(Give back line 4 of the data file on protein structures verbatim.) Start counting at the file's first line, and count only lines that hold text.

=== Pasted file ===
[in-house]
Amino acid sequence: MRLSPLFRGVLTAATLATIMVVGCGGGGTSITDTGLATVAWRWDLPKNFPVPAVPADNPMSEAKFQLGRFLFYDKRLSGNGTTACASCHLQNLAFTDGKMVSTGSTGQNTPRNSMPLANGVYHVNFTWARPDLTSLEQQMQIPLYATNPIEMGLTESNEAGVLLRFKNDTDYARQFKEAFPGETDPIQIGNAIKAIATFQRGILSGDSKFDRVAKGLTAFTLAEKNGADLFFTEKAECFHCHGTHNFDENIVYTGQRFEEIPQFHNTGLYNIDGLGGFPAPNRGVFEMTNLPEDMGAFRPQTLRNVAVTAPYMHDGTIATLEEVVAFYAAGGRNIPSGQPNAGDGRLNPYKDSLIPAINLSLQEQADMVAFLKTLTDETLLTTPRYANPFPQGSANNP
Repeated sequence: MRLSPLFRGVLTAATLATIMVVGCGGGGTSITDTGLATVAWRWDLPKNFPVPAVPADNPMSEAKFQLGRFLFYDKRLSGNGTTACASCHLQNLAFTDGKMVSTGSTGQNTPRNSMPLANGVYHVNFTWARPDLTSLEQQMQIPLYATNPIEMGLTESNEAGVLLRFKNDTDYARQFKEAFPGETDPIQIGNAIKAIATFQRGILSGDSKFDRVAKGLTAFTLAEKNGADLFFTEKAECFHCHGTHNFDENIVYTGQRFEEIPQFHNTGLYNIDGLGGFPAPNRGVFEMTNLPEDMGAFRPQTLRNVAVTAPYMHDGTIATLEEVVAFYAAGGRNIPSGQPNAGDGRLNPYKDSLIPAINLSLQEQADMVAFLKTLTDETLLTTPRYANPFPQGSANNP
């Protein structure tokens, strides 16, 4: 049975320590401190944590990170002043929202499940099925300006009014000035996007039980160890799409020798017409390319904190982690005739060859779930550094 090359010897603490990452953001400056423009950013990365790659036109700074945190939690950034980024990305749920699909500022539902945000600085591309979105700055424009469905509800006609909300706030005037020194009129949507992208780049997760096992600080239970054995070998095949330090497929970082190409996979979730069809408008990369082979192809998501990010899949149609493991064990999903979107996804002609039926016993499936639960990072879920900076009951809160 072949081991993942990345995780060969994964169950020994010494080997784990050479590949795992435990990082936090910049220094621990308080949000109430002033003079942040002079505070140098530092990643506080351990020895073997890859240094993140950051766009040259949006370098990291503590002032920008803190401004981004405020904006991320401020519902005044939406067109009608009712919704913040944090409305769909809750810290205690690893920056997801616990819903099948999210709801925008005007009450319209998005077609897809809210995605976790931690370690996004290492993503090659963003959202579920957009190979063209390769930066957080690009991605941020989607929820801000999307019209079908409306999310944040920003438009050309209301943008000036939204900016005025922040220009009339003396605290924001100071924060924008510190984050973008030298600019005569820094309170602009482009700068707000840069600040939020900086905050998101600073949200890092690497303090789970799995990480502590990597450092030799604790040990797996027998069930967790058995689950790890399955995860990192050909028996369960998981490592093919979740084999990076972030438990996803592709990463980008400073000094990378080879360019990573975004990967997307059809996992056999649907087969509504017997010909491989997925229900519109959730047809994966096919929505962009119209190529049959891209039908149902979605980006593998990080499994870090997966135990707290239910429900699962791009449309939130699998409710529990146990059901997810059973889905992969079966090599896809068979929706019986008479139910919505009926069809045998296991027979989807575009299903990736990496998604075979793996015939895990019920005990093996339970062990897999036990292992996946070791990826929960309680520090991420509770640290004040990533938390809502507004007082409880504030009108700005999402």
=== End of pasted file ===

């Protein structure tokens, strides 16, 4: 049975320590401190944590990170002043929202499940099925300006009014000035996007039980160890799409020798017409390319904190982690005739060859779930550094 090359010897603490990452953001400056423009950013990365790659036109700074945190939690950034980024990305749920699909500022539902945000600085591309979105700055424009469905509800006609909300706030005037020194009129949507992208780049997760096992600080239970054995070998095949330090497929970082190409996979979730069809408008990369082979192809998501990010899949149609493991064990999903979107996804002609039926016993499936639960990072879920900076009951809160 072949081991993942990345995780060969994964169950020994010494080997784990050479590949795992435990990082936090910049220094621990308080949000109430002033003079942040002079505070140098530092990643506080351990020895073997890859240094993140950051766009040259949006370098990291503590002032920008803190401004981004405020904006991320401020519902005044939406067109009608009712919704913040944090409305769909809750810290205690690893920056997801616990819903099948999210709801925008005007009450319209998005077609897809809210995605976790931690370690996004290492993503090659963003959202579920957009190979063209390769930066957080690009991605941020989607929820801000999307019209079908409306999310944040920003438009050309209301943008000036939204900016005025922040220009009339003396605290924001100071924060924008510190984050973008030298600019005569820094309170602009482009700068707000840069600040939020900086905050998101600073949200890092690497303090789970799995990480502590990597450092030799604790040990797996027998069930967790058995689950790890399955995860990192050909028996369960998981490592093919979740084999990076972030438990996803592709990463980008400073000094990378080879360019990573975004990967997307059809996992056999649907087969509504017997010909491989997925229900519109959730047809994966096919929505962009119209190529049959891209039908149902979605980006593998990080499994870090997966135990707290239910429900699962791009449309939130699998409710529990146990059901997810059973889905992969079966090599896809068979929706019986008479139910919505009926069809045998296991027979989807575009299903990736990496998604075979793996015939895990019920005990093996339970062990897999036990292992996946070791990826929960309680520090991420509770640290004040990533938390809502507004007082409880504030009108700005999402």